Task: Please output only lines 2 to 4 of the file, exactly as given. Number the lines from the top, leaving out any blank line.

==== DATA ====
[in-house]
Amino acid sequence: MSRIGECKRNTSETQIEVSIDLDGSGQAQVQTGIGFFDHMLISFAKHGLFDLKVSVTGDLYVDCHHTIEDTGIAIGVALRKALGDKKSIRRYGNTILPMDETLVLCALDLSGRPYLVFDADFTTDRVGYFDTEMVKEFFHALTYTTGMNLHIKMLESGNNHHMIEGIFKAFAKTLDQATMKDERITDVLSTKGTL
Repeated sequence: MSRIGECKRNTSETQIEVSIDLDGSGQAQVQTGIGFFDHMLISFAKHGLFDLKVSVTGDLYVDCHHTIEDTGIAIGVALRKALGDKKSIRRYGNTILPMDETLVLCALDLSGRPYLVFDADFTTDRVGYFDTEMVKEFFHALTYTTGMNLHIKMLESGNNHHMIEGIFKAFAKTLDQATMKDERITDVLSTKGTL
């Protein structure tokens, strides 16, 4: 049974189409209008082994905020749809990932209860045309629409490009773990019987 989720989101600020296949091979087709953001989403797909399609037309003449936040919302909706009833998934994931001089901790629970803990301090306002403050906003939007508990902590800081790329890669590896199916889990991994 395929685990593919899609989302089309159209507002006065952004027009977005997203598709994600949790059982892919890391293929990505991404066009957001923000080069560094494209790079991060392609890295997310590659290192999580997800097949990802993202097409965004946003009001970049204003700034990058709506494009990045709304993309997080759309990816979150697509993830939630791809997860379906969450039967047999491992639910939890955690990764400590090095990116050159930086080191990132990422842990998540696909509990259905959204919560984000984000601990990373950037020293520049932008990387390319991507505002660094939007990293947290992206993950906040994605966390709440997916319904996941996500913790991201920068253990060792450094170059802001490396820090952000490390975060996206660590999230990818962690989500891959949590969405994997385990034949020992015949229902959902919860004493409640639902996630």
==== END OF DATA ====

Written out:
Amino acid sequence: MSRIGECKRNTSETQIEVSIDLDGSGQAQVQTGIGFFDHMLISFAKHGLFDLKVSVTGDLYVDCHHTIEDTGIAIGVALRKALGDKKSIRRYGNTILPMDETLVLCALDLSGRPYLVFDADFTTDRVGYFDTEMVKEFFHALTYTTGMNLHIKMLESGNNHHMIEGIFKAFAKTLDQATMKDERITDVLSTKGTL
Repeated sequence: MSRIGECKRNTSETQIEVSIDLDGSGQAQVQTGIGFFDHMLISFAKHGLFDLKVSVTGDLYVDCHHTIEDTGIAIGVALRKALGDKKSIRRYGNTILPMDETLVLCALDLSGRPYLVFDADFTTDRVGYFDTEMVKEFFHALTYTTGMNLHIKMLESGNNHHMIEGIFKAFAKTLDQATMKDERITDVLSTKGTL
């Protein structure tokens, strides 16, 4: 049974189409209008082994905020749809990932209860045309629409490009773990019987 989720989101600020296949091979087709953001989403797909399609037309003449936040919302909706009833998934994931001089901790629970803990301090306002403050906003939007508990902590800081790329890669590896199916889990991994 395929685990593919899609989302089309159209507002006065952004027009977005997203598709994600949790059982892919890391293929990505991404066009957001923000080069560094494209790079991060392609890295997310590659290192999580997800097949990802993202097409965004946003009001970049204003700034990058709506494009990045709304993309997080759309990816979150697509993830939630791809997860379906969450039967047999491992639910939890955690990764400590090095990116050159930086080191990132990422842990998540696909509990259905959204919560984000984000601990990373950037020293520049932008990387390319991507505002660094939007990293947290992206993950906040994605966390709440997916319904996941996500913790991201920068253990060792450094170059802001490396820090952000490390975060996206660590999230990818962690989500891959949590969405994997385990034949020992015949229902959902919860004493409640639902996630």